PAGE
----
P. Oxy. 406, a “Theological Fragment,” (TM: 62336) is one of these semi-reconstructable yet frustrating pieces of papyri. I’ve come to think that labels like “Theological Fragment” are the equivalent of “We don’t really know what it is, but there’s a quotation of scripture we can reconstruct, so it must be theological.” There are also nomina sacra, and it probably comes from a codex, so we can be fairly sure it is Christian.

P. Oxy. 406 is from the third century (200–299). A decent chunk can be reconstructed, but that is only because it cites from (I’d guess) Mt 13:15, which itself is a citation of Is 6:10. The same exact text occurs in Ac 28:27.

But the rest of it can’t really be reconstructed, and it’s frustrating because the little we can decipher makes me want to know more about what was on this papyrus and what its context was.

Here’s the transcription (from Grenfell & Hunt, supplemented by Wessely). Verso is first, then recto.

  1. (ἐ)παχύν[θ]η γὰρ [ἡ καρδία τοῦ]*
  2. λαοῦ τούτου κ[αὶ τοῖς ὠσὶν]*
  3. βαρέως ἤκου[σαν καὶ τούς]*
  4. ὀφθαλμοὺς α[ὐτῶν ἐκάμ-]*
  5. μυσαν μήπ[οτε ἴδωσιν τοῖς]*
  6. ὀφθαλμοῖς αὐ[τῶν καὶ τοῖς ὠ-]*
  7. σὶν ἀκούσωσι[ν καὶ τῇ καρδίᾳ]*
  8. συνῶσιν καὶ ἐ[πιστρέψωσιν]*
  9. κα[ὶ] ϊ[ά]σομαι α[ὐτούς …]*
  10. τ̣[…]εχ[.] . [.]οιε̣[…]*
  11. […]ει̣[…]ον[…]*
  12. […]σι[…]*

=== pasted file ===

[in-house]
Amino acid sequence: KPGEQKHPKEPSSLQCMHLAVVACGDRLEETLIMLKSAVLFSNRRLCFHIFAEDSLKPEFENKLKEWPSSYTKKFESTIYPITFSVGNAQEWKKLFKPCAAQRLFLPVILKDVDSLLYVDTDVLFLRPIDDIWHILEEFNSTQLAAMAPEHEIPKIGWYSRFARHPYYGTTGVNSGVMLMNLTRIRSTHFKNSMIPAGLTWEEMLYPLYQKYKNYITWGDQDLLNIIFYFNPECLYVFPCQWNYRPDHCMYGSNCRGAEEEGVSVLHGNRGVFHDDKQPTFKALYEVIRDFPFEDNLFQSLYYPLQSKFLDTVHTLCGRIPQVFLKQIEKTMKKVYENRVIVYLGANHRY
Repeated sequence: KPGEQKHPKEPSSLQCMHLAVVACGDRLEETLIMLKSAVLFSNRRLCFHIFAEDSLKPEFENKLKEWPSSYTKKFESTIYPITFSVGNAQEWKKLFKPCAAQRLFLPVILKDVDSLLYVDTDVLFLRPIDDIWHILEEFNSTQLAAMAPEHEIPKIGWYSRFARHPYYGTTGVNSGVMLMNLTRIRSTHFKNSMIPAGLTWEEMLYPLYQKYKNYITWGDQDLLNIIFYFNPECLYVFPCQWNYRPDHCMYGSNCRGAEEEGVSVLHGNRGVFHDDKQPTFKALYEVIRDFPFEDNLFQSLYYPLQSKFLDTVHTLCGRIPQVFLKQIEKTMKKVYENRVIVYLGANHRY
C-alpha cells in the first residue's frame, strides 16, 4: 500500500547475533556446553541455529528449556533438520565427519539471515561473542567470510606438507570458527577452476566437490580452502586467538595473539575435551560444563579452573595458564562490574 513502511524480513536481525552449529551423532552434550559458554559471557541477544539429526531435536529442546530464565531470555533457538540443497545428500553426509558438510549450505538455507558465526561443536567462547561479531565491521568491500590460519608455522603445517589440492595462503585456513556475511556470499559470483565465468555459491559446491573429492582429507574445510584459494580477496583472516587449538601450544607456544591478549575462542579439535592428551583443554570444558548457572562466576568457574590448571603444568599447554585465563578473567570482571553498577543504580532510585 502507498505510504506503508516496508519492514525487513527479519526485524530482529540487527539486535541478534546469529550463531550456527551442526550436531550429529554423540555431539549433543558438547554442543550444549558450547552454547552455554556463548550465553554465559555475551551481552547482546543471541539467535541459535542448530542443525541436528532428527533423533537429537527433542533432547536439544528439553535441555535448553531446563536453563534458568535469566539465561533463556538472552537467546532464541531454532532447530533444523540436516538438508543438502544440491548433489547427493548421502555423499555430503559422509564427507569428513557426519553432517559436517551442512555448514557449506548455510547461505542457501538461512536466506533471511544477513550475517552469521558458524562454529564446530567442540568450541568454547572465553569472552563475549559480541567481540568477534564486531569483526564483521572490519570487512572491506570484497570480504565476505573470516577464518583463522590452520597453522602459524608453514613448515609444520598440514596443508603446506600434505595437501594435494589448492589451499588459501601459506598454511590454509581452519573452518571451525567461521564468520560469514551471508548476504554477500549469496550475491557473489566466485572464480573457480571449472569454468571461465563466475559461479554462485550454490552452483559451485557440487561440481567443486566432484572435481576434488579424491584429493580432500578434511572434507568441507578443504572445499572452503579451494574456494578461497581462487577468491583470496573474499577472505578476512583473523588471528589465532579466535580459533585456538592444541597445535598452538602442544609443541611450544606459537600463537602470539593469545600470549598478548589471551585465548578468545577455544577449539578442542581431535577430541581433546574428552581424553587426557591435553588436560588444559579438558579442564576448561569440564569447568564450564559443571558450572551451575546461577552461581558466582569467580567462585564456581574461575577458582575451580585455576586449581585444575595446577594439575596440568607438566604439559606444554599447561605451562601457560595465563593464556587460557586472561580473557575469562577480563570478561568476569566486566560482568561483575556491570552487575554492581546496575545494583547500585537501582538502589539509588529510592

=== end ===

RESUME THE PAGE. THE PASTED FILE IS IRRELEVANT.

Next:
1. […]φησῑ(ν)
  2. […]..οσ…κω*
  3. […].α̣*
  4. […]συ.[.]..[.]σανυ*
  5. […].ἄλλοθεν λαλῶ
  6. […] αὐτῶν γάρ
  7. […] .. ρ […]*
  8. […]ω̣που υϊος θ(εο)υ
  9. […]ος εστ(αυ)ρ(ωμε)νος Χ(ριστο)ς*
  10. […]σ̣[…]ρο*

Here’s a translation:

  1. (ha)s become [d]ull for [the heart of the]*
  2. people this a[nd with their ears]*
  3. with difficulty they h[ear and the]*
  4. eyes of t[hem they ha-]*
  5. ve shut tha[t not they would see with the]*
  6. eyes of t[hem and with their e-]*
  7. ars hea[r and with the heart]*
  8. understand and t[urn]*
  9. an[d] I w[i]ll heal t[hem …]*
  10. *
  11. *
  12. *
  1. […]he sai(d)
  2. *
  3. *
  4. *
  5. […].in another place I say
  6. […] of them for
  7. *
  8. […].̣… son of G(o)d
  9. […].. one hav(in)g (been crucif)ied C(hris)t*
  10. *

With the translation you can see there are places that are quotations or elaborations on something, but there isn’t enough text to reconstruct anything. There seems to be something attributed to someone else, (“he said …”) with some sort of possible refutation or other interaction, (“but in another place I say”). What was going on, and how did Mt 13:15/Acts 28:27, from Is 6:10 relate to it? And then that crazy nomina sacra, εστ(αυ)ρ(ωμε)νος Χ(ριστο)ς, which (according to Wayment & Blumell, p. 294) does have some similar 2nd/3rd century witnesses.

While is isn’t certain, what we can probably take from this text is the citation of scripture (from the NT, which cites a similar form from the LXX) and also some interaction possibly between disagreeing parties who use scripture in their argumentation. So even at this date (third century), people are appealing to scripture as authoritative while they dispute what it means.